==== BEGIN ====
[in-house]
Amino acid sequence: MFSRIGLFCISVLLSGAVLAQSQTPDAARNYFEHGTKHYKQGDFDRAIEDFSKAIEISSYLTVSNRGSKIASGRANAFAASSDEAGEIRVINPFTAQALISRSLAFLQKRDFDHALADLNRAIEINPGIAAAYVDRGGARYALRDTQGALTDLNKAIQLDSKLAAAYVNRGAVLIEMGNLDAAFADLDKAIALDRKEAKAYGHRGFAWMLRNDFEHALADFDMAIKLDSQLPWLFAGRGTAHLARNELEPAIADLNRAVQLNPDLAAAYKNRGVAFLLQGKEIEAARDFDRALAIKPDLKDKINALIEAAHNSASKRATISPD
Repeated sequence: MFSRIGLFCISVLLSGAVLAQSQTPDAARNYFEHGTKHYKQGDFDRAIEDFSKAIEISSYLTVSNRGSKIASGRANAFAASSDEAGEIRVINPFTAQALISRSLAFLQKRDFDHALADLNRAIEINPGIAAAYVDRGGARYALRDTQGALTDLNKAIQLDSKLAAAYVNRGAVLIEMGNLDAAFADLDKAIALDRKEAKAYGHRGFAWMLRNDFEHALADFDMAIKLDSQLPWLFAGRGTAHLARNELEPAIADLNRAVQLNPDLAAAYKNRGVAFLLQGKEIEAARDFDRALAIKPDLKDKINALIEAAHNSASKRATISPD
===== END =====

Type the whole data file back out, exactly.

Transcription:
[in-house]
Amino acid sequence: MFSRIGLFCISVLLSGAVLAQSQTPDAARNYFEHGTKHYKQGDFDRAIEDFSKAIEISSYLTVSNRGSKIASGRANAFAASSDEAGEIRVINPFTAQALISRSLAFLQKRDFDHALADLNRAIEINPGIAAAYVDRGGARYALRDTQGALTDLNKAIQLDSKLAAAYVNRGAVLIEMGNLDAAFADLDKAIALDRKEAKAYGHRGFAWMLRNDFEHALADFDMAIKLDSQLPWLFAGRGTAHLARNELEPAIADLNRAVQLNPDLAAAYKNRGVAFLLQGKEIEAARDFDRALAIKPDLKDKINALIEAAHNSASKRATISPD
Repeated sequence: MFSRIGLFCISVLLSGAVLAQSQTPDAARNYFEHGTKHYKQGDFDRAIEDFSKAIEISSYLTVSNRGSKIASGRANAFAASSDEAGEIRVINPFTAQALISRSLAFLQKRDFDHALADLNRAIEINPGIAAAYVDRGGARYALRDTQGALTDLNKAIQLDSKLAAAYVNRGAVLIEMGNLDAAFADLDKAIALDRKEAKAYGHRGFAWMLRNDFEHALADFDMAIKLDSQLPWLFAGRGTAHLARNELEPAIADLNRAVQLNPDLAAAYKNRGVAFLLQGKEIEAARDFDRALAIKPDLKDKINALIEAAHNSASKRATISPD